I’ve noticed that some professional guitarists change guitars and change endorsements as often as most people change their underwear, say, around once a month. (What?)
But other professional guitarists choose a guitar and seem to stick with it for years and years and years, and get associated with THAT guitar. David Gilmour’s guitar, B.B. King’s Lucille, Brad Gillis’ red strat (although the last few years he seems to be switching around quite a bit, including Hamers).
Is there ever one perfect guitar?
How many guitars are enough?
For me, it is mostly function, partly appearance:
I lust after beautiful guitars. But a beautiful guitar that plays crappy isn’t worth it, and an ugly guitar that sings takes on a beauty all its own.
Part of the answer to “How many guitars?” for me is what I’ve had a chance to play.
Before, 2 electric guitars were probably enough: one superstrat with a locking tremolo and H/S/S configuration with the bridge Humbucker splittable, and a H/H fixed bridge. That way I’d have most traditional sounds and techniques covered.
But then I needed a 24 fret guitar. Got one with a fixed bridge.
And then I wanted a 24-fret with a tremolo. (Why I want to have a trem guitar when I can’t use ’em for shit is beyond me, but I do).
That’s 4 right there.
Then I started to realize the difference between maple, rosewood, and ebony fingerboards.
So that is making me look for an ebony fingerboarded guitar.
Sonic differences also require another roster spot.
So I have:
1) my Carvin, fixed bridge, 22 fret, splittable H/S/S, low action, maple fingerboard, swamp ash body.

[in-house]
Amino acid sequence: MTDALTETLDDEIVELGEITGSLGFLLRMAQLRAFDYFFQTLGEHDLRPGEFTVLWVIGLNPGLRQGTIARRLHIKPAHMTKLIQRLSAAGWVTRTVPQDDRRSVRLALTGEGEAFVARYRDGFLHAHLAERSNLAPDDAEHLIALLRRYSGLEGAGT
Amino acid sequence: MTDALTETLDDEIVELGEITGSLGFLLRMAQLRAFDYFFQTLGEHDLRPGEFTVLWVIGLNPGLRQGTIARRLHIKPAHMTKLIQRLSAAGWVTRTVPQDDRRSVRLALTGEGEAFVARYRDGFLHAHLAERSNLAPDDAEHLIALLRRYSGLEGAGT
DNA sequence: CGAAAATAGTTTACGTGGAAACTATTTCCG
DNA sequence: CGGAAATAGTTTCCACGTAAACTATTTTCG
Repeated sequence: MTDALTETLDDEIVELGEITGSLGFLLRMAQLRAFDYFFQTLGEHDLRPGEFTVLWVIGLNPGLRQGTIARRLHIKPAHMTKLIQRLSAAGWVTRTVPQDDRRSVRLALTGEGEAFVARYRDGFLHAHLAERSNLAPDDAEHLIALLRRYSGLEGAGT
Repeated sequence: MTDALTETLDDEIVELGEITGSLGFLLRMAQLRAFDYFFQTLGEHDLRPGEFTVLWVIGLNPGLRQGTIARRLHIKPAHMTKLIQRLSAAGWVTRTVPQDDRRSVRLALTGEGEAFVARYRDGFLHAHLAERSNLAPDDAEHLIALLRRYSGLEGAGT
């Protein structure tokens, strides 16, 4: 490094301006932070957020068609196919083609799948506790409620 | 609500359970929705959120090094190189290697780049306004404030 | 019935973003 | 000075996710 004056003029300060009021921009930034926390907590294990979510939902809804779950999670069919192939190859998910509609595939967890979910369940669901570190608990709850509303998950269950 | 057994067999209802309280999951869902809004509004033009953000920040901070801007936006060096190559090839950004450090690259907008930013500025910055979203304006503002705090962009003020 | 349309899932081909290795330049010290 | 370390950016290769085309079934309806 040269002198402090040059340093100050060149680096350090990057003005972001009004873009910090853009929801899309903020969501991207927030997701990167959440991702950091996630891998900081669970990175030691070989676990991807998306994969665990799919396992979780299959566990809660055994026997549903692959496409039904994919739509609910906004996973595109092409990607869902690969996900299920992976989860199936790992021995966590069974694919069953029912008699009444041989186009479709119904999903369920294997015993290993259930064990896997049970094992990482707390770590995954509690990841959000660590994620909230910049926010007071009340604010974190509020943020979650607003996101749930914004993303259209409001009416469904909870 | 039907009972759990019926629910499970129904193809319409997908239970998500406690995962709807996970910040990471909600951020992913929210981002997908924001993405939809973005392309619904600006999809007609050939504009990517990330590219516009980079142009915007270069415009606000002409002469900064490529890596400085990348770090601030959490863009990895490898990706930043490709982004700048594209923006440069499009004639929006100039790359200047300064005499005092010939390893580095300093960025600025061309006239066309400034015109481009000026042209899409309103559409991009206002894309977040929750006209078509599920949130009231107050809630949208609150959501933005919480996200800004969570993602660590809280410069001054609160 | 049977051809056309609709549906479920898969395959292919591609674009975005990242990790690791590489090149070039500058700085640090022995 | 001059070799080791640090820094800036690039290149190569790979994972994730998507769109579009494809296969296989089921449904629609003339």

2) my JB Player Sledgehammer H/H, 22 fret, rosewood fingerboard; possibly swamp ash body; keeping it because it is unique among my guitars for the sweet neck position tone and the unique feel of its low, narrow frets for chording.
3) Hamer XT SATF, 22 fret, H/H, rosewood fingerboard; keeping it because of the Hamer/Duncan Design tone, and overall ease in playing, and beauty of the flamed maple top
4) Hamer Stellar 1, 24 fret, H/H, rosewood fingerboard; keeping it because of the Hamer/Duncan Design tone, and 24 fret flexibility, and unique (to me) Lacy Oak figuring
5) Shredder guitar – this one isn’t fixed yet. All of them I have right now have 24 frets and rosewood fingerboards. I have a Fernandes Pro with a Sustainer, H/H with a good vintage sound and the sustainer for good trem tricks; I have a Hamer Korean Cali, H/S, but haven’t been able to play it because I haven’t fixed the burr in the high E string saddle…no idea how it sounds/feels, because (I think) that’s why the guy sold it on eBay…buyer beware, eh?; I have a Hamer Korean Centaura, H/S/H, sounds good and the trem stays in tune, but I haven’t played it much because I haven’t had time to fix the action/tuning/intonation (action is high because I was strugging to get it tuned; you guys have told me how to fix it, but haven’t gotten around to it yet). But I’ve heard enough good things about the Peavey Vandenberg that I have been considering discarding all three of the aforementioned shredders. the Vandenberg is known for its thin/fast neck, and its ebony fingerboard would be unique in my collection.
I think I could be quite happy with 5 electric guitars, once I decide on my shredder. I would have enough to be able to grab the guitar that matches my mood and style of music, but few enough that all would be in regular rotation.